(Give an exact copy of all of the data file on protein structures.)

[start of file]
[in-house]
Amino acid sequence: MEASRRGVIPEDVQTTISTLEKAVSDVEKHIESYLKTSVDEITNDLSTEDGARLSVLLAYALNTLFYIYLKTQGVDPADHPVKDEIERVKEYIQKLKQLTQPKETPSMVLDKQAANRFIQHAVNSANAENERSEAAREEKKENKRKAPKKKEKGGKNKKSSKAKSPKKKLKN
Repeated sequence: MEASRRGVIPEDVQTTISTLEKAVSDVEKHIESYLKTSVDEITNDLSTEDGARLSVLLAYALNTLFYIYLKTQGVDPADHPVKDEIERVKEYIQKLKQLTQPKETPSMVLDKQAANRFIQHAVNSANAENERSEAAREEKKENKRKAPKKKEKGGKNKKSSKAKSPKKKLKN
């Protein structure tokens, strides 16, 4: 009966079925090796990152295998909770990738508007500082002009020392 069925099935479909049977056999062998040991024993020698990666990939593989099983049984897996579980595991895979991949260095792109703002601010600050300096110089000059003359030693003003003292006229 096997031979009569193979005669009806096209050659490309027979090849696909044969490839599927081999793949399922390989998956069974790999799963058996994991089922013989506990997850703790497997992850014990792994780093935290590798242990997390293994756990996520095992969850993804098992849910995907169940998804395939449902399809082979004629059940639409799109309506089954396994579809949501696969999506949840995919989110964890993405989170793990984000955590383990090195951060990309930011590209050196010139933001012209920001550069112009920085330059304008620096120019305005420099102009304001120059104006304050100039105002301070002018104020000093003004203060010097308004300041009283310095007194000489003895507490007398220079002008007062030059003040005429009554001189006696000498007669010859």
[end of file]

[in-house]
Amino acid sequence: MEASRRGVIPEDVQTTISTLEKAVSDVEKHIESYLKTSVDEITNDLSTEDGARLSVLLAYALNTLFYIYLKTQGVDPADHPVKDEIERVKEYIQKLKQLTQPKETPSMVLDKQAANRFIQHAVNSANAENERSEAAREEKKENKRKAPKKKEKGGKNKKSSKAKSPKKKLKN
Repeated sequence: MEASRRGVIPEDVQTTISTLEKAVSDVEKHIESYLKTSVDEITNDLSTEDGARLSVLLAYALNTLFYIYLKTQGVDPADHPVKDEIERVKEYIQKLKQLTQPKETPSMVLDKQAANRFIQHAVNSANAENERSEAAREEKKENKRKAPKKKEKGGKNKKSSKAKSPKKKLKN
């Protein structure tokens, strides 16, 4: 009966079925090796990152295998909770990738508007500082002009020392 069925099935479909049977056999062998040991024993020698990666990939593989099983049984897996579980595991895979991949260095792109703002601010600050300096110089000059003359030693003003003292006229 096997031979009569193979005669009806096209050659490309027979090849696909044969490839599927081999793949399922390989998956069974790999799963058996994991089922013989506990997850703790497997992850014990792994780093935290590798242990997390293994756990996520095992969850993804098992849910995907169940998804395939449902399809082979004629059940639409799109309506089954396994579809949501696969999506949840995919989110964890993405989170793990984000955590383990090195951060990309930011590209050196010139933001012209920001550069112009920085330059304008620096120019305005420099102009304001120059104006304050100039105002301070002018104020000093003004203060010097308004300041009283310095007194000489003895507490007398220079002008007062030059003040005429009554001189006696000498007669010859």